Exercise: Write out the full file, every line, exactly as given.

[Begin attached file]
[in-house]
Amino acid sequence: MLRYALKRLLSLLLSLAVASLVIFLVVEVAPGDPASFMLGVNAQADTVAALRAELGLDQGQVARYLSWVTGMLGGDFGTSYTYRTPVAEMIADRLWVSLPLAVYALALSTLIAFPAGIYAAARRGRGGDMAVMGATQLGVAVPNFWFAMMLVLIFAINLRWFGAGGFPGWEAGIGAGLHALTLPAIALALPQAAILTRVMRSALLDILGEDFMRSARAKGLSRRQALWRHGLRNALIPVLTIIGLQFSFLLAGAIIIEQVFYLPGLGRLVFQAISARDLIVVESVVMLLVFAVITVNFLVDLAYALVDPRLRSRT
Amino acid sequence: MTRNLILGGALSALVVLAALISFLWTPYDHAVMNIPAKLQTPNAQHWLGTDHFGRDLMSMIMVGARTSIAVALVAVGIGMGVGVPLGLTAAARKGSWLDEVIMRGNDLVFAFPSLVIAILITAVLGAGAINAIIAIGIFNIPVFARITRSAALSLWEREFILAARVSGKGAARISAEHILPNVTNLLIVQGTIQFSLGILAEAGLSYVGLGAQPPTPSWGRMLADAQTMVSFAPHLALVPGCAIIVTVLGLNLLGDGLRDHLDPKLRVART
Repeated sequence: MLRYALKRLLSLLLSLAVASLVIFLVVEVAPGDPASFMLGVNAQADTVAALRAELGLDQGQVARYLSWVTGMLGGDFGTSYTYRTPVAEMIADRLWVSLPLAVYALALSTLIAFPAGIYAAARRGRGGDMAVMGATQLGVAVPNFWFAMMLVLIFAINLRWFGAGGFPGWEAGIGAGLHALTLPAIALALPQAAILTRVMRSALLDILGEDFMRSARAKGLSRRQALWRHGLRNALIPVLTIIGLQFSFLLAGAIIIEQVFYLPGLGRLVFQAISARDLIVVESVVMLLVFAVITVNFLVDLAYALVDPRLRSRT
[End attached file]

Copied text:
[in-house]
Amino acid sequence: MLRYALKRLLSLLLSLAVASLVIFLVVEVAPGDPASFMLGVNAQADTVAALRAELGLDQGQVARYLSWVTGMLGGDFGTSYTYRTPVAEMIADRLWVSLPLAVYALALSTLIAFPAGIYAAARRGRGGDMAVMGATQLGVAVPNFWFAMMLVLIFAINLRWFGAGGFPGWEAGIGAGLHALTLPAIALALPQAAILTRVMRSALLDILGEDFMRSARAKGLSRRQALWRHGLRNALIPVLTIIGLQFSFLLAGAIIIEQVFYLPGLGRLVFQAISARDLIVVESVVMLLVFAVITVNFLVDLAYALVDPRLRSRT
Amino acid sequence: MTRNLILGGALSALVVLAALISFLWTPYDHAVMNIPAKLQTPNAQHWLGTDHFGRDLMSMIMVGARTSIAVALVAVGIGMGVGVPLGLTAAARKGSWLDEVIMRGNDLVFAFPSLVIAILITAVLGAGAINAIIAIGIFNIPVFARITRSAALSLWEREFILAARVSGKGAARISAEHILPNVTNLLIVQGTIQFSLGILAEAGLSYVGLGAQPPTPSWGRMLADAQTMVSFAPHLALVPGCAIIVTVLGLNLLGDGLRDHLDPKLRVART
Repeated sequence: MLRYALKRLLSLLLSLAVASLVIFLVVEVAPGDPASFMLGVNAQADTVAALRAELGLDQGQVARYLSWVTGMLGGDFGTSYTYRTPVAEMIADRLWVSLPLAVYALALSTLIAFPAGIYAAARRGRGGDMAVMGATQLGVAVPNFWFAMMLVLIFAINLRWFGAGGFPGWEAGIGAGLHALTLPAIALALPQAAILTRVMRSALLDILGEDFMRSARAKGLSRRQALWRHGLRNALIPVLTIIGLQFSFLLAGAIIIEQVFYLPGLGRLVFQAISARDLIVVESVVMLLVFAVITVNFLVDLAYALVDPRLRSRT